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Cardiomyopathy

Cardiomyopathy is a disease of the heart muscle that affects more men than women. The word cardiomyopathy derives from cardio meaning heart, myo meaning muscle and pathy meaning disease. There are 3 types:

1. Dilated cardiomyopathy (DCM). This is the most common form. In dilated cardiomyopathy one or more of the heart chambers become enlarged. This causes the heart to become larger and the heart muscle weaker. The ability of the heart chambers to pump blood is diminished and less forceful. One in five cases of dilated cadiomyopathy are thought to have been inherited.

Symptoms of Dilated Cardiomyopathy
Some people do not experience any symptoms until their cardiomyopathy is well advanced. Typical symptoms are tiredness, shortness of breath, swollen ankles and abdomen, heart palpitations and dizziness and fainting during physical activity.

Some Causes of Dilated Cardiomyopathy
Following a viral or other infection of the heart. Heart tissue damage from a previous heart attack. High blood pressure. Heart valve problems. Chronic rapid heart rate. Drug and alcohol abuse. Metabolic disorders such as thyroid disease or diabetes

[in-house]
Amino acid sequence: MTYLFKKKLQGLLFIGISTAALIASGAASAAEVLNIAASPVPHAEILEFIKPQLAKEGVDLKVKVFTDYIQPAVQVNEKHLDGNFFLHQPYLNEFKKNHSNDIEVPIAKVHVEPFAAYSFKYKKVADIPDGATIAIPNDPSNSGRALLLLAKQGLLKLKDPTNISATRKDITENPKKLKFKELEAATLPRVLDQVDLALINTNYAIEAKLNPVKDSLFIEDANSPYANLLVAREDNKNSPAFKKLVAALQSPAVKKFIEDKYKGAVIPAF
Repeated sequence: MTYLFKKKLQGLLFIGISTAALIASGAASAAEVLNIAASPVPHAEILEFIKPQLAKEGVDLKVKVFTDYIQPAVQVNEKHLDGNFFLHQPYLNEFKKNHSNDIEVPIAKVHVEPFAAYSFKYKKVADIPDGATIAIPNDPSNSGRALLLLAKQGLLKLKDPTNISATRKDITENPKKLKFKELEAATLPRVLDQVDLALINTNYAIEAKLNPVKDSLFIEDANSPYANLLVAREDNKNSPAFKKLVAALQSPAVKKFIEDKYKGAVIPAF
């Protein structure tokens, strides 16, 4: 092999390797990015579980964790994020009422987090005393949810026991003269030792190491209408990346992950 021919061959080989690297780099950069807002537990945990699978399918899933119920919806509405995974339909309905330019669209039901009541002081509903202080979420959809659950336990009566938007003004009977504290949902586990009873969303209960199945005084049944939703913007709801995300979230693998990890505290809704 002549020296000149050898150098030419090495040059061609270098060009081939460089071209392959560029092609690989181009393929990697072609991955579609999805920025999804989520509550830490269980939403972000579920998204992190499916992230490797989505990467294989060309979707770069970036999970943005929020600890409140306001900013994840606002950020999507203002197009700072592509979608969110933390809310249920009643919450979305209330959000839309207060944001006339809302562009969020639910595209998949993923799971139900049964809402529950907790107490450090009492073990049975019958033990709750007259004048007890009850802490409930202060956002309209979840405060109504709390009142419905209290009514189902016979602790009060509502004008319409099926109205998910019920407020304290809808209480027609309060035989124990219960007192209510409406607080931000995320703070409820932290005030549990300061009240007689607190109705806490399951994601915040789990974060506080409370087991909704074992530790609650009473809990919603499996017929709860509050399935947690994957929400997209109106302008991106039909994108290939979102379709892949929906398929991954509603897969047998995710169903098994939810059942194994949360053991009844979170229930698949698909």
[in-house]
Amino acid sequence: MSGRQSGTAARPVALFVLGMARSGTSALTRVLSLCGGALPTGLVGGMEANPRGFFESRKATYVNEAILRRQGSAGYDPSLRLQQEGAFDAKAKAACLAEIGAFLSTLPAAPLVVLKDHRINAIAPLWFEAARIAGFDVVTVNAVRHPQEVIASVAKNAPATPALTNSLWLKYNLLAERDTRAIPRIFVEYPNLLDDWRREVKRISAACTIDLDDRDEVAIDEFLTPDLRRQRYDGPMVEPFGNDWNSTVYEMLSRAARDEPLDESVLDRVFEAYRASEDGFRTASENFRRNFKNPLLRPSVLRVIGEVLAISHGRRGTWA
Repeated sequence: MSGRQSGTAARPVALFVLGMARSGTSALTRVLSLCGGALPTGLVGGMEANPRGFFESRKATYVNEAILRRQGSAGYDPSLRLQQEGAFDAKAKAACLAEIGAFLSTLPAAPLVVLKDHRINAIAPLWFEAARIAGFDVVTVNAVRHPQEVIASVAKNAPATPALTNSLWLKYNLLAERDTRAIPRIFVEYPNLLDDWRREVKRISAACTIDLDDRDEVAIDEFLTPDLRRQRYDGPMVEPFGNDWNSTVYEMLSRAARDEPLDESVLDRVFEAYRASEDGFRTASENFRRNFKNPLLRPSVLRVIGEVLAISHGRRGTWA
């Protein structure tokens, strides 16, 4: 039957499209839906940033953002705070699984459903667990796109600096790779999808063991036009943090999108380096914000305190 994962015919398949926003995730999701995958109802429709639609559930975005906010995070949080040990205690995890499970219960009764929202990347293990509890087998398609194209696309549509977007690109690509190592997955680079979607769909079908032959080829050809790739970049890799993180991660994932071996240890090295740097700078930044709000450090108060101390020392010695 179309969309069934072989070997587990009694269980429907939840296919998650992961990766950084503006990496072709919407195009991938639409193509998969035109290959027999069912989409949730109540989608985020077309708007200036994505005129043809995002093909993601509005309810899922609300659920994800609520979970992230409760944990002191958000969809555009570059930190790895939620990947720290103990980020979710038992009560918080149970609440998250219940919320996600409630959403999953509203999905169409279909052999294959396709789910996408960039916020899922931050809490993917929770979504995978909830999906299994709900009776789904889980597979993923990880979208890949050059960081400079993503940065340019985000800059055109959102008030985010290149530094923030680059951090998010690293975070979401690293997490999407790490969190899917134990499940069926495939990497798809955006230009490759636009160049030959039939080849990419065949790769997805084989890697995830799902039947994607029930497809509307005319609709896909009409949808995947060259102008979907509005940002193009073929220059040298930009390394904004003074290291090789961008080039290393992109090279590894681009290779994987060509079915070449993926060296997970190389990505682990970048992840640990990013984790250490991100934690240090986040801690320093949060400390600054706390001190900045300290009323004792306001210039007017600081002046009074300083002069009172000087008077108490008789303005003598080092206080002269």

Vitamin and mineral deficiencies, such as thiamin (vitamin B-1), selenium, calcium and magnesium. Use of some chemotherapeutic drugs to treat cancer.

2. Hypertrophic cardiomyopathy (HCM). This is also known as hypertrophic obstructive cardiomyopathy.
Hypertrophic cardiomyopathy occurs mostly in people between the ages of 20-40 years of age. In hypertrophic cardiomyopathy the muscular walls of the heart become thickened. This prevents the heart from filling up with blood properly and blocks the blood from being pumped from the heart. Roughly half the people with hypertrophic cardiomyopathy have a family history of the disease.

Signs and symptoms
Shortness of breath, chest pains and palpitations. Those affected may often faint. Signs and symptoms tend to progress over time unless treated. Sudden death is sometimes the first indication that hypertrophic cardiomyopathy was present.

3. Restrictive cardiomyopathy is a rare form of the disease. It is caused by a stiffening of the heart muscles so that it is less elastic. This interferes with the hearts ability to expand and fill the ventricles with blood.

Restrictive cardiomyopathy can occur at any age but is more common in older people. Causes are mostly unknown. It may result from abnormal proteins or cell products being deposited in the heart (amyloidosis). Restrictive cardiomyopathy is most common in the tropics, where it is often due to scarring (fibrosis) of the heart muscle and occurs for no apparent reason.

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